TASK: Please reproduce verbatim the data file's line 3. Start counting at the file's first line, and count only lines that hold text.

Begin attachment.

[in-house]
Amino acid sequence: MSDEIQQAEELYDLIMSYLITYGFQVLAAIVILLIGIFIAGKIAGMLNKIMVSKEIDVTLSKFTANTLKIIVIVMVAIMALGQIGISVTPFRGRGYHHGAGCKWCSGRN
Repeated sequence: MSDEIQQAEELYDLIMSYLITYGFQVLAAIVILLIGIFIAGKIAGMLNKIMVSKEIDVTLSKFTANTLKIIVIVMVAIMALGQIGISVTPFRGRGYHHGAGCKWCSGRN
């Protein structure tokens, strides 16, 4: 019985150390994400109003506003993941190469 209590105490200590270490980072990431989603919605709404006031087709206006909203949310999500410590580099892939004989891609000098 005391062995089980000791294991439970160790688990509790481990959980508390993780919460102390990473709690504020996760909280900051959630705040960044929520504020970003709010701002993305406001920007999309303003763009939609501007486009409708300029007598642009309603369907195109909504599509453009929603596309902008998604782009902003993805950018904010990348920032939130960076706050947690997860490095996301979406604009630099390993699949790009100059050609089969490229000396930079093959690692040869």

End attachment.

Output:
Repeated sequence: MSDEIQQAEELYDLIMSYLITYGFQVLAAIVILLIGIFIAGKIAGMLNKIMVSKEIDVTLSKFTANTLKIIVIVMVAIMALGQIGISVTPFRGRGYHHGAGCKWCSGRN